• Shane

    Yes. Much better! :)

    I see your point now. Just seemed like you were trying to unveil a new concept when I first read it.

  • Shane

    That’s exactly correct. I’m no fan of forecasts, but of all the forecasts I think yours are among the best (since you understand the monetary system better than most people).

    Having given you that terrific complement :), can you foresee a situation where gold, stocks and bonds all get demolished over a 10 year period? Your chart in the following blog post (as Harry Browne postulated) suggests that one of the four asset classes will always be in demand at any given time (save recessions when cash is desired).

    http://pragcap.com/the-long-view-on-asset-class-returns

    If you could conceive of such a situation, my guess is even Cullen Roche’s portfolio would be doing terrible (no offense)!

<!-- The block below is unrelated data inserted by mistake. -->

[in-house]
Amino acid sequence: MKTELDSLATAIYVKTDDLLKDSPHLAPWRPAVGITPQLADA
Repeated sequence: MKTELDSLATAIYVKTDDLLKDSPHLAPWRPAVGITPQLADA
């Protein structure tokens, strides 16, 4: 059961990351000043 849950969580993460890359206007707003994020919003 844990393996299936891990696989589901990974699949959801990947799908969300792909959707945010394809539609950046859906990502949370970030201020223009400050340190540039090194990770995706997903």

• Pete

    I swear, sometimes I think you post stuff just to argue with people, Cullen. What’s next, are you going to say central banks hold gold because of tradition?

  • Dan

    Hi Nils,

    Yes, I suppose it’s unconventional. I use a consumption smoothing model, so my model shows that with 6% nominal (and several other key variables like inflation assumption etc.) that I can create a smooth living standard in today’s dollars through age 100. I’m happy with the living standard that 6% provides, so I see no reason to take risk to try to get more than 6%. If I were to try to get 7% I’d have to expose myself to more risk–right? But why would I do that when I’m happy with the living standard projected at 6%. There’s lots of variables like my declining cost of housing (in today’s dollars) and some assumptions about taxes, projected SS, etc. But that’s the main idea.

  • SS

    Central banks do hold gold because of tradition.

  • Boston Larry

    @Gosso, from what source did you obtain the long-term info on Wellesley like CAGR and STDEV? I knew the fund had done well for the last 10 yrs, but I didn’t know it has done so well for 40 years. Thanks!